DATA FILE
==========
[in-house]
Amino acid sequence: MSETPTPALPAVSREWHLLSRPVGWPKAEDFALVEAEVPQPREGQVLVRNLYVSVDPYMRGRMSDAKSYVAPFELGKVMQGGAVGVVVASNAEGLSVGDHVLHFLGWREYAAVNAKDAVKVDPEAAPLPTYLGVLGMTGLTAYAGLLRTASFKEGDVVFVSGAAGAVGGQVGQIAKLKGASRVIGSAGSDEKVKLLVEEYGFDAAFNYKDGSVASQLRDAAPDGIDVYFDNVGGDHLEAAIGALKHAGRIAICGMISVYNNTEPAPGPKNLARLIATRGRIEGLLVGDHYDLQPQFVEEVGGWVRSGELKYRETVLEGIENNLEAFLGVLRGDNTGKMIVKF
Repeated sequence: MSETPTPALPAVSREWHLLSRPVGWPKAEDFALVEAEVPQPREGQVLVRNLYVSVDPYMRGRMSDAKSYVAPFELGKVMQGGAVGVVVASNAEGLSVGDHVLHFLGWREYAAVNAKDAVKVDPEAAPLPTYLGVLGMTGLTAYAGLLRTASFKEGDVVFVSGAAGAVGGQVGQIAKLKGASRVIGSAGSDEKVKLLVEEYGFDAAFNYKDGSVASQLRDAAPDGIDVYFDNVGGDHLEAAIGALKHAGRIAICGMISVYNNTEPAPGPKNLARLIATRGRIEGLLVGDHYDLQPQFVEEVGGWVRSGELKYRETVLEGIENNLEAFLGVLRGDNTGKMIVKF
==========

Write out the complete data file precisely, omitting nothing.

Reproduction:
[in-house]
Amino acid sequence: MSETPTPALPAVSREWHLLSRPVGWPKAEDFALVEAEVPQPREGQVLVRNLYVSVDPYMRGRMSDAKSYVAPFELGKVMQGGAVGVVVASNAEGLSVGDHVLHFLGWREYAAVNAKDAVKVDPEAAPLPTYLGVLGMTGLTAYAGLLRTASFKEGDVVFVSGAAGAVGGQVGQIAKLKGASRVIGSAGSDEKVKLLVEEYGFDAAFNYKDGSVASQLRDAAPDGIDVYFDNVGGDHLEAAIGALKHAGRIAICGMISVYNNTEPAPGPKNLARLIATRGRIEGLLVGDHYDLQPQFVEEVGGWVRSGELKYRETVLEGIENNLEAFLGVLRGDNTGKMIVKF
Repeated sequence: MSETPTPALPAVSREWHLLSRPVGWPKAEDFALVEAEVPQPREGQVLVRNLYVSVDPYMRGRMSDAKSYVAPFELGKVMQGGAVGVVVASNAEGLSVGDHVLHFLGWREYAAVNAKDAVKVDPEAAPLPTYLGVLGMTGLTAYAGLLRTASFKEGDVVFVSGAAGAVGGQVGQIAKLKGASRVIGSAGSDEKVKLLVEEYGFDAAFNYKDGSVASQLRDAAPDGIDVYFDNVGGDHLEAAIGALKHAGRIAICGMISVYNNTEPAPGPKNLARLIATRGRIEGLLVGDHYDLQPQFVEEVGGWVRSGELKYRETVLEGIENNLEAFLGVLRGDNTGKMIVKF